Dalton City Council to look at revising city's charter

Steve Farrow

Dalton City Administrator Andrew Parker recently asked department heads to review the city charter to see if they saw anything that needed to be updated. That review spotted one big omission.

"There's no mention of the Parks and Recreation Department anywhere in the charter," Parker told members of the City Council during a work session Monday.

Parker said preliminary research indicates the recreation department and the recreation commission were created in the 1950s by a referendum.

"The recreation commission was originally a taxing authority," Parker said.

Dalton voters abolished the property tax that funded recreation in a 2008 referendum, and it is now funded by the city's general fund.

At the work session, council members directed Parker and City Attorney Terry Miller to go over the charter with a focus toward a complete overhaul. In particular, they were asked to clarify the role of the city's various commissions — such as the recreation commission and the Public Safety Commission — and to look at the possibility of switching to a city manager form of government from a city administrator form of government.

City Council members have discussed switching to a city manager a number of times during the last 20 years but those discussions never resulted in a major push for change.

While there is no strict distinction between the two, city managers typically have the power to hire and fire department heads while city administrators do not.

"A city administrator is similar to a weak mayor system (which Dalton has)," said Mayor David Pennington. "You really don't have much power and have to convince others to go along with what you want to do."

Council member Gary Crews said he isn't looking to abolish any city commissions.

"I think it's more about clarifying their role," he said. "Are they advisory commissions or will they have any real power? What's going to be the chain of command? I think this will improve communication between the city and these commissions and between the city and its citizens, creating a well-oiled machine for years to come."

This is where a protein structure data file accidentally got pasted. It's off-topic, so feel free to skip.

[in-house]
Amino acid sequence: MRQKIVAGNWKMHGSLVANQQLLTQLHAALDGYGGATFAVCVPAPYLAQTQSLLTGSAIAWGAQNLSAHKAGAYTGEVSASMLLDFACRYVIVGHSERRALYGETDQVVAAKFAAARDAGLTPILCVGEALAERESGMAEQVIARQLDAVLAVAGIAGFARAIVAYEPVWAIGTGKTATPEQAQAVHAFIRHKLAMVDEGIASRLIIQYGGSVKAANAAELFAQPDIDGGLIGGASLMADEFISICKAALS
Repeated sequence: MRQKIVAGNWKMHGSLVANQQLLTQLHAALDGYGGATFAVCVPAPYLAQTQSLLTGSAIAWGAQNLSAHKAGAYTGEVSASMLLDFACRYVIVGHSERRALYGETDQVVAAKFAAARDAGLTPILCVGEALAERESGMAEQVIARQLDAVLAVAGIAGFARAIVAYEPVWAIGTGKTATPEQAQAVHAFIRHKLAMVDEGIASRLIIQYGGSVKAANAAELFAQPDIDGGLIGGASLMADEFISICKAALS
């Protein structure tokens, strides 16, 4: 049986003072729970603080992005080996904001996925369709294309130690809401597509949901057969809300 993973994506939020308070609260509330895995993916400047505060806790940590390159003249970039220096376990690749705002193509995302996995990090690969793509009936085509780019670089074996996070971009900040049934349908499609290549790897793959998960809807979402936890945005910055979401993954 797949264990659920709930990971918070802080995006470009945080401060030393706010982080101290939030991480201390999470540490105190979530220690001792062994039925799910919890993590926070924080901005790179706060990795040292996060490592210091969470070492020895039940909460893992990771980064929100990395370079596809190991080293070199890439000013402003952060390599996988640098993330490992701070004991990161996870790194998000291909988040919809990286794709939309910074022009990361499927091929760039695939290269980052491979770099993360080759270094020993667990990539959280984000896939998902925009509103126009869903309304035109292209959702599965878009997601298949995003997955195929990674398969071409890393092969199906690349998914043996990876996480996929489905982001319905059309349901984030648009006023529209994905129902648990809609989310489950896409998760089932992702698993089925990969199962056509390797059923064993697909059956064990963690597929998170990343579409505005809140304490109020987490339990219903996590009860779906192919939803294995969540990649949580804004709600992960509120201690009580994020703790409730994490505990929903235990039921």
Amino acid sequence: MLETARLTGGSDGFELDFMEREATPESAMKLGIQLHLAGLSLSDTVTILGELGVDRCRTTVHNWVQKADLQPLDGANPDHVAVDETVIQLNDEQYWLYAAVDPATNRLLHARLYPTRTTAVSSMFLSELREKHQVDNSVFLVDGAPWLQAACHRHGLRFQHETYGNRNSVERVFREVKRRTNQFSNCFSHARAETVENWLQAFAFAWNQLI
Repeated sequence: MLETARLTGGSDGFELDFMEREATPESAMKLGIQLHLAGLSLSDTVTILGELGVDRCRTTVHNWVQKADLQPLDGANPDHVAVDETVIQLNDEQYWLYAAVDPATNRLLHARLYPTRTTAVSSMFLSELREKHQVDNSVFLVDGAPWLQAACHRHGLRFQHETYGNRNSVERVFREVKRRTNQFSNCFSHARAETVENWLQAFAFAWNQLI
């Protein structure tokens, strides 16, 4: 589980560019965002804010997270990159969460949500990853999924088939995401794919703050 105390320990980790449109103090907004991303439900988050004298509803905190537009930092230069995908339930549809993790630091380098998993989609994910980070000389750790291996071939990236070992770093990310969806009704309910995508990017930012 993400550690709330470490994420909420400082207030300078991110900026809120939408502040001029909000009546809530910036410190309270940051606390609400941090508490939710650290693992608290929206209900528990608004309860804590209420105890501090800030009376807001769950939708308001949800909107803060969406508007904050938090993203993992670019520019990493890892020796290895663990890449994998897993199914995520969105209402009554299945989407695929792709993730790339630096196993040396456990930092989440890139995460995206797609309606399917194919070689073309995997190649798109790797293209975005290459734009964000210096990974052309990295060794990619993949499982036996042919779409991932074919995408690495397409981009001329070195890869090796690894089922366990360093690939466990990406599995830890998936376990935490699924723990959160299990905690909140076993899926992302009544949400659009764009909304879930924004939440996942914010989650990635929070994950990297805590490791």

Parker said the City Council has made a number of piecemeal changes to the charter over the years, such as changing the number of council members required for a quorum to three from four and allowing the mayor pro tem to vote when that person is presiding over a meeting. But he said it isn't clear when the city last did a complete overhaul of its charter.

"We are still doing our research, but it looks like it was some time in the 1950s," he said. "We see a lot of references in the charter to that era."

Miller said he is still doing research but he expects any substantive change, particularly a switch to a city manager from a city administrator, would require approval from the Georgia Legislature.

Some council members expressed hope they might have a proposal ready to submit to the legislature by the time it convenes in January. But council member-elect Steve Farrow, who defeated Crews earlier this month, expressed concern.

"I was the city attorney for a city that did a complete overhaul of its charter, and that timetable strikes me as very ambitious," he said. "I've also been city attorney for this city, and it has a charter that has worked pretty well, so I don't see a need to rush."

After the work session, Farrow said he was city attorney of Fort Oglethorpe when it overhauled its charter several years ago.

"That took about a year," he said. "They had several public hearings before it was adopted."

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